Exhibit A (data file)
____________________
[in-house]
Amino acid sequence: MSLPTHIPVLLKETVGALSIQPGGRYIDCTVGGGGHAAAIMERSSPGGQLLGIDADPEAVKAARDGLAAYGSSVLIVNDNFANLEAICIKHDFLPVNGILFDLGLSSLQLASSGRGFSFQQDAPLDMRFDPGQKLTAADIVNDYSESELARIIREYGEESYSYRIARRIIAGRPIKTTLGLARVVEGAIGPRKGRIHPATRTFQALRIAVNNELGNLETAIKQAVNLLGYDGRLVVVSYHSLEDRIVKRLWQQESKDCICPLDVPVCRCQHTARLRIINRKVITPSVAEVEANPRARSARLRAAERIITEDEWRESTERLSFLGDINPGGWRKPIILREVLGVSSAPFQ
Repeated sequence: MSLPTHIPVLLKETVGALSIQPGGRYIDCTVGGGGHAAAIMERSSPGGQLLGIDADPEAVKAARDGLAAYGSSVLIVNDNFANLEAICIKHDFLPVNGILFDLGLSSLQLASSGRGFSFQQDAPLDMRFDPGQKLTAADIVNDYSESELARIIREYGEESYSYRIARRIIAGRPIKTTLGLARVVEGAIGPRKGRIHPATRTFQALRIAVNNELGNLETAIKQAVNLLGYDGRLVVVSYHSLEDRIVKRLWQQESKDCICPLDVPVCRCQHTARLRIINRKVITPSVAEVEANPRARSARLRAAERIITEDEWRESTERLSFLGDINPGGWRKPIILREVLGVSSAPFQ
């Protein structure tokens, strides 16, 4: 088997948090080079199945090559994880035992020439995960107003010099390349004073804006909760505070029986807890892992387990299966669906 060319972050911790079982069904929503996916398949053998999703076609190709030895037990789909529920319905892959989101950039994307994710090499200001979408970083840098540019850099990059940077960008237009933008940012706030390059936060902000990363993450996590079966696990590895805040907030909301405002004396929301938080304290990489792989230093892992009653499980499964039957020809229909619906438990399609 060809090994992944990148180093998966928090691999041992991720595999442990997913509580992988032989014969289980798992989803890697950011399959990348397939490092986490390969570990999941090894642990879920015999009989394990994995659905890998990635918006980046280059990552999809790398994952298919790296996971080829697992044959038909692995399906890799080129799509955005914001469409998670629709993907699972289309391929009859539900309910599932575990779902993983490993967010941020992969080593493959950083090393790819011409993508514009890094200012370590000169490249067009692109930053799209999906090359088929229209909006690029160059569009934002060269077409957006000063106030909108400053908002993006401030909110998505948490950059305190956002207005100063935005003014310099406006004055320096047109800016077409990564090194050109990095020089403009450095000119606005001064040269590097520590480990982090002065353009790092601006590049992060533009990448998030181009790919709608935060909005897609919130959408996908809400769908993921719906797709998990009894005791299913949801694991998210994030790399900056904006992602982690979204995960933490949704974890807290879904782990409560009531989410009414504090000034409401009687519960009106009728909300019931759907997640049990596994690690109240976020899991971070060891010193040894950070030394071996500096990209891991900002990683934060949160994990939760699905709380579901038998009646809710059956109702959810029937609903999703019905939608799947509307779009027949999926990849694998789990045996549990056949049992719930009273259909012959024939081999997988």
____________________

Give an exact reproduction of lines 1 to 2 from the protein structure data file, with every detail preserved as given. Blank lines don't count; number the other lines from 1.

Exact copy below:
[in-house]
Amino acid sequence: MSLPTHIPVLLKETVGALSIQPGGRYIDCTVGGGGHAAAIMERSSPGGQLLGIDADPEAVKAARDGLAAYGSSVLIVNDNFANLEAICIKHDFLPVNGILFDLGLSSLQLASSGRGFSFQQDAPLDMRFDPGQKLTAADIVNDYSESELARIIREYGEESYSYRIARRIIAGRPIKTTLGLARVVEGAIGPRKGRIHPATRTFQALRIAVNNELGNLETAIKQAVNLLGYDGRLVVVSYHSLEDRIVKRLWQQESKDCICPLDVPVCRCQHTARLRIINRKVITPSVAEVEANPRARSARLRAAERIITEDEWRESTERLSFLGDINPGGWRKPIILREVLGVSSAPFQ